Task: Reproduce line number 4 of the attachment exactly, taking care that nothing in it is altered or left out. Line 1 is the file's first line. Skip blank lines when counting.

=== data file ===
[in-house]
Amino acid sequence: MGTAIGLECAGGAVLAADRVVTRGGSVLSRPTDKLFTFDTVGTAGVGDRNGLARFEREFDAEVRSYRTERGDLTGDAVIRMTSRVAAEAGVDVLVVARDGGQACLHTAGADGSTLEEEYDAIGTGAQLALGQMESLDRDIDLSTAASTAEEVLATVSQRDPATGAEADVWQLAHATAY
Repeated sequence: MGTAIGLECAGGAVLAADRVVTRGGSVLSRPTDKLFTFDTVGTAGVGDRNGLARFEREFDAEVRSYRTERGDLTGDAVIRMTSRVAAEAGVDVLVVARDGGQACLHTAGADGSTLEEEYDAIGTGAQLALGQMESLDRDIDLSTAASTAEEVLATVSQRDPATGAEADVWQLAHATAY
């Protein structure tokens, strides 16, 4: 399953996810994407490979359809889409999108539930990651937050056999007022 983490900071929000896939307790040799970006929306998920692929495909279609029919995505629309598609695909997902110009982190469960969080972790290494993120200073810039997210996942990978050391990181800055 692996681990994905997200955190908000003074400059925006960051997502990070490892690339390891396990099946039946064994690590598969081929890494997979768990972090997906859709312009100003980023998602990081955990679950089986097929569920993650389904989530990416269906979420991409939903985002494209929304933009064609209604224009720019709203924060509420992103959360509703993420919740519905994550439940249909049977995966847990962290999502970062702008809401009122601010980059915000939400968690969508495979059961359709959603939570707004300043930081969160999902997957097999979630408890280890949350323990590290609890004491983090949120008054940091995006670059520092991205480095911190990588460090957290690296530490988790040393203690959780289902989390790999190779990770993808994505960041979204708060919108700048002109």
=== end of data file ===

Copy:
């Protein structure tokens, strides 16, 4: 399953996810994407490979359809889409999108539930990651937050056999007022 983490900071929000896939307790040799970006929306998920692929495909279609029919995505629309598609695909997902110009982190469960969080972790290494993120200073810039997210996942990978050391990181800055 692996681990994905997200955190908000003074400059925006960051997502990070490892690339390891396990099946039946064994690590598969081929890494997979768990972090997906859709312009100003980023998602990081955990679950089986097929569920993650389904989530990416269906979420991409939903985002494209929304933009064609209604224009720019709203924060509420992103959360509703993420919740519905994550439940249909049977995966847990962290999502970062702008809401009122601010980059915000939400968690969508495979059961359709959603939570707004300043930081969160999902997957097999979630408890280890949350323990590290609890004491983090949120008054940091995006670059520092991205480095911190990588460090957290690296530490988790040393203690959780289902989390790999190779990770993808994505960041979204708060919108700048002109």